The Impact Of Clustering Freshman Seminars With English Composition Courses On New Students’ Grade Point Average And Retention Rates

Open Access
Crissman, Jennifer Lynne
Graduate Program:
Higher Education
Doctor of Education
Document Type:
Date of Defense:
April 16, 1999
Committee Members:
  • Carol L Colbeck, Committee Member
  • Robert M Hendrickson, Committee Member
  • M Lee Upcraft, Committee Chair
  • Roger Lewis Geiger, Committee Member
  • Academic Achievement
  • Retention
  • Freshman Seminars
  • Clustering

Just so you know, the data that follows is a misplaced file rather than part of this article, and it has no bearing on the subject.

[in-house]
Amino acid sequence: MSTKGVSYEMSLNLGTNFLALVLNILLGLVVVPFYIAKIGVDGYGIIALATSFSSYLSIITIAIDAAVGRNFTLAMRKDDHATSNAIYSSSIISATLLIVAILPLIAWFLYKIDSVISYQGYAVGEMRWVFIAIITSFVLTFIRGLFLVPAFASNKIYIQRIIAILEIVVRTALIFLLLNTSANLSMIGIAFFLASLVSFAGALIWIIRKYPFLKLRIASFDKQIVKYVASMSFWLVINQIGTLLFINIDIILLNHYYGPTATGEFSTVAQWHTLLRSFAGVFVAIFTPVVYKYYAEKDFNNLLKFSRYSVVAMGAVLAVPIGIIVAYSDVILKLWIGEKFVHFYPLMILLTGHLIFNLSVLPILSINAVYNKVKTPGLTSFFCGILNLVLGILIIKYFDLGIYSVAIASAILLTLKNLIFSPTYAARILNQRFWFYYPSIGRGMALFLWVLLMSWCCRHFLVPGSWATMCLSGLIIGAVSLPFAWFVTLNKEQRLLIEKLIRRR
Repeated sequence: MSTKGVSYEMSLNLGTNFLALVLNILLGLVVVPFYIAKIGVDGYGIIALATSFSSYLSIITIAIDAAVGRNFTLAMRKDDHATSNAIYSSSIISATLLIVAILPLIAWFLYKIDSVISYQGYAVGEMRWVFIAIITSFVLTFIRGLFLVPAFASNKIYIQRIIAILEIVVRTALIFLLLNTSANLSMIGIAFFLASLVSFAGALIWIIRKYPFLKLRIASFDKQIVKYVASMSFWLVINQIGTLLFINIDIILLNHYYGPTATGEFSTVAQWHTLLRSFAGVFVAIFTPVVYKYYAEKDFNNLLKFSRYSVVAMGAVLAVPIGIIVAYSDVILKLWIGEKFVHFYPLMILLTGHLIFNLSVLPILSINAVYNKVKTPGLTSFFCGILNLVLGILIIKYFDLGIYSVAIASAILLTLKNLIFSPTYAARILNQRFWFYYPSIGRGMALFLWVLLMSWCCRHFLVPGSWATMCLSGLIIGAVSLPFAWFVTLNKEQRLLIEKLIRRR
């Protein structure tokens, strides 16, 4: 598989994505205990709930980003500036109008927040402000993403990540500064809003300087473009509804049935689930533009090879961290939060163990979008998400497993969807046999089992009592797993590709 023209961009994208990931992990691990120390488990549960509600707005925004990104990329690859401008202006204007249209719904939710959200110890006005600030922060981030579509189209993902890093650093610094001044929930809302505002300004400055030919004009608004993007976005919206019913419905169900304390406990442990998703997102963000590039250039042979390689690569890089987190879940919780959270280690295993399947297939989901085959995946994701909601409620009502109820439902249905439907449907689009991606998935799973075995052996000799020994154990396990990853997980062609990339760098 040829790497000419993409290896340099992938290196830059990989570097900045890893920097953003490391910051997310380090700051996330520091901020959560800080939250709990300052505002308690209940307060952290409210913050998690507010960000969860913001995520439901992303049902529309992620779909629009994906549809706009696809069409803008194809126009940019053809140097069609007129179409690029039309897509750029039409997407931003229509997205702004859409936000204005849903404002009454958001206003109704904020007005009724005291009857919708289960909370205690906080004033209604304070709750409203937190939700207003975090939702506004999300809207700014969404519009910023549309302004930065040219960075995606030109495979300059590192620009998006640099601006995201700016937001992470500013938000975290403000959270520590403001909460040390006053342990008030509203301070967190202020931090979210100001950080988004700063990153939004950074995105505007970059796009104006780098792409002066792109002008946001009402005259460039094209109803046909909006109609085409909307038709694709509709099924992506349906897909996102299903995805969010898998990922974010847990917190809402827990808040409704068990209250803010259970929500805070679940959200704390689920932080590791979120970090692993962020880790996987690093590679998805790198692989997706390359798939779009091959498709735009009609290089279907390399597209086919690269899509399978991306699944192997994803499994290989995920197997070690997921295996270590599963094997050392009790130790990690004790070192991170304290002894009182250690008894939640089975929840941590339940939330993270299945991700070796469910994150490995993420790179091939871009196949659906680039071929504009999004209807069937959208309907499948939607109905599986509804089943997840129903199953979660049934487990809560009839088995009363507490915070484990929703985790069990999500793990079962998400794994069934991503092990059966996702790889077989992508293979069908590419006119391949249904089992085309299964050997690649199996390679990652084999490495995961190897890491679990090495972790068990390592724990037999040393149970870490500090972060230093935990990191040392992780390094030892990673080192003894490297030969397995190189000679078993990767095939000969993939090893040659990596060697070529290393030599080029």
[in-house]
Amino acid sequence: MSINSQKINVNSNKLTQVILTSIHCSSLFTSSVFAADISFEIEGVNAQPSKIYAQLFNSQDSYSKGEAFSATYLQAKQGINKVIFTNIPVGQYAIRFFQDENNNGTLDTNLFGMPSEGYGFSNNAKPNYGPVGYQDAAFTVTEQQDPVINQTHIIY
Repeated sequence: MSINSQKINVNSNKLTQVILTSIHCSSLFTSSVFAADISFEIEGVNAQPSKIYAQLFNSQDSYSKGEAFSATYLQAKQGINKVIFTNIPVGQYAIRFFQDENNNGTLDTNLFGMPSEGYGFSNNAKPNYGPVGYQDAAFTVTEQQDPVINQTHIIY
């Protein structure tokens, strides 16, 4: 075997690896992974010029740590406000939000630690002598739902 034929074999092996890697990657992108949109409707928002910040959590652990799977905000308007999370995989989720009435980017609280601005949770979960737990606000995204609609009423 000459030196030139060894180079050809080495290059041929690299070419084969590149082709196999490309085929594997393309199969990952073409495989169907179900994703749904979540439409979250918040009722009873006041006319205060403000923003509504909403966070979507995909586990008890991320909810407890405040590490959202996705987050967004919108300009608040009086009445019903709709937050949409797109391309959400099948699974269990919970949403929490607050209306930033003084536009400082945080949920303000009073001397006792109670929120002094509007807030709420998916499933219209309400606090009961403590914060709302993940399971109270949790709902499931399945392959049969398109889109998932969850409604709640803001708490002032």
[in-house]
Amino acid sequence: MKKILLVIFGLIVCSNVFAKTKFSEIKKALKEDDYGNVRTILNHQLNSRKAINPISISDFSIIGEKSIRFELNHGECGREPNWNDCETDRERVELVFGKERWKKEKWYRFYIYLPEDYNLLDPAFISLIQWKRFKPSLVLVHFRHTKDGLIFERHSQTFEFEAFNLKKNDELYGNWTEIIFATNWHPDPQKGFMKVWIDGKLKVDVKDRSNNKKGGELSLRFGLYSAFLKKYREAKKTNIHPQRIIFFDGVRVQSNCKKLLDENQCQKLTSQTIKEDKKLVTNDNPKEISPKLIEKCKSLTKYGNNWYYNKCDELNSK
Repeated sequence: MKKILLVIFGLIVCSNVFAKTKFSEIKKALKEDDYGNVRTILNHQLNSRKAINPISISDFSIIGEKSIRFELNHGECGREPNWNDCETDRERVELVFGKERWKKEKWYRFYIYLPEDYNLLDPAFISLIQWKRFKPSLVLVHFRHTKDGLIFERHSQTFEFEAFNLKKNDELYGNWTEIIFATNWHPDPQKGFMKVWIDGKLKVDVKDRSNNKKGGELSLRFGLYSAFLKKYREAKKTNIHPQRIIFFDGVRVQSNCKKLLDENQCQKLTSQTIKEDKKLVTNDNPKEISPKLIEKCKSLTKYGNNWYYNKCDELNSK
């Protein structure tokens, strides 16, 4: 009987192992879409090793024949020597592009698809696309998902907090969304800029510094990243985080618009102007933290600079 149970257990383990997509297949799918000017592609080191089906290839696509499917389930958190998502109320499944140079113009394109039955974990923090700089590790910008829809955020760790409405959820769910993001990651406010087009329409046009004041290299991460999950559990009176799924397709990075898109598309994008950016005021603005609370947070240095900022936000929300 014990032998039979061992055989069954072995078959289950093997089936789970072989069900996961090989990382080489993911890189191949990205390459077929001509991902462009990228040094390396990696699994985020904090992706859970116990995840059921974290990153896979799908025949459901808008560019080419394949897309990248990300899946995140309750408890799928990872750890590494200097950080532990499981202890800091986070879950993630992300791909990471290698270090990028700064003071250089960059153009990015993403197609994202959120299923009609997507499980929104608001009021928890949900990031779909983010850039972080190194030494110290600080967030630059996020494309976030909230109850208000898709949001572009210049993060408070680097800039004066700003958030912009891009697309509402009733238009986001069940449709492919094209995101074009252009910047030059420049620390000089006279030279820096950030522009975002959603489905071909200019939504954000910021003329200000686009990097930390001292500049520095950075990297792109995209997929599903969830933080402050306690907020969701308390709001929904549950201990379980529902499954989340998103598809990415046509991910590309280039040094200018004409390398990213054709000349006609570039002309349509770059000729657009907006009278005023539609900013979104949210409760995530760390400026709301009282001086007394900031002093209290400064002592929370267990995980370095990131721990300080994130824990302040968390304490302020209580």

This study evaluated the impact of clustering freshman seminars with English composition courses on new students’ first semester grade point averages and retention rates. The study occurred at a small, independent college in the northeast. To evaluate the impact of the cluster program (5 clustered sections, n = 90; 13 nonclustered sections, n = 237), both quantitative and qualitative research methods were utilized. This study produced mixed results. Quantitatively, using multivariate regression models, no statistical difference was found between the clustered and nonclustered students in their first semester grade point average or in their retention rates. Qualitatively, differences did exist. Students interviewed in a focus group settings offered varying opinions about their clustered experience. Overall, clustered students reported being more active learners, gaining more academic skills, developing closer friendships with peers, establishing more meaningful relationships with faculty members, and participating more in campus life than the nonclustered students.